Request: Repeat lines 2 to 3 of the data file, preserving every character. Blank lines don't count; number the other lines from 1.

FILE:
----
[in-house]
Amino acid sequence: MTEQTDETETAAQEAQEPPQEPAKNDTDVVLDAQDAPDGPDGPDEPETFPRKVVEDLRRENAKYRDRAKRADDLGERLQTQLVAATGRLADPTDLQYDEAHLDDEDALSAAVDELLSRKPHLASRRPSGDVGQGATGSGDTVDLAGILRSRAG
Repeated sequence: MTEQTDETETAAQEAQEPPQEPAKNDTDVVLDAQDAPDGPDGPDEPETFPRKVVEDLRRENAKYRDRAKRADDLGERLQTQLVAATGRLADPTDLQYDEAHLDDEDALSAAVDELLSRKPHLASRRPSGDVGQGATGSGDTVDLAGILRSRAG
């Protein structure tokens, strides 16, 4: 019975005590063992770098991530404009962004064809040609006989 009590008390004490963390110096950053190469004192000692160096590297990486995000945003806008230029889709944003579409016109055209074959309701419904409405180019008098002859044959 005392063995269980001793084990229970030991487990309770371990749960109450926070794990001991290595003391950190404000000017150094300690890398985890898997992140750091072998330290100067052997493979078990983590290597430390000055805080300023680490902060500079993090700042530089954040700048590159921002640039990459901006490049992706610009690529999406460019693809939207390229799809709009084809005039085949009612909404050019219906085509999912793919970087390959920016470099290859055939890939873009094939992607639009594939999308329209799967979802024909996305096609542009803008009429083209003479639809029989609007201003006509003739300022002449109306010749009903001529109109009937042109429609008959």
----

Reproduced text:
Amino acid sequence: MTEQTDETETAAQEAQEPPQEPAKNDTDVVLDAQDAPDGPDGPDEPETFPRKVVEDLRRENAKYRDRAKRADDLGERLQTQLVAATGRLADPTDLQYDEAHLDDEDALSAAVDELLSRKPHLASRRPSGDVGQGATGSGDTVDLAGILRSRAG
Repeated sequence: MTEQTDETETAAQEAQEPPQEPAKNDTDVVLDAQDAPDGPDGPDEPETFPRKVVEDLRRENAKYRDRAKRADDLGERLQTQLVAATGRLADPTDLQYDEAHLDDEDALSAAVDELLSRKPHLASRRPSGDVGQGATGSGDTVDLAGILRSRAG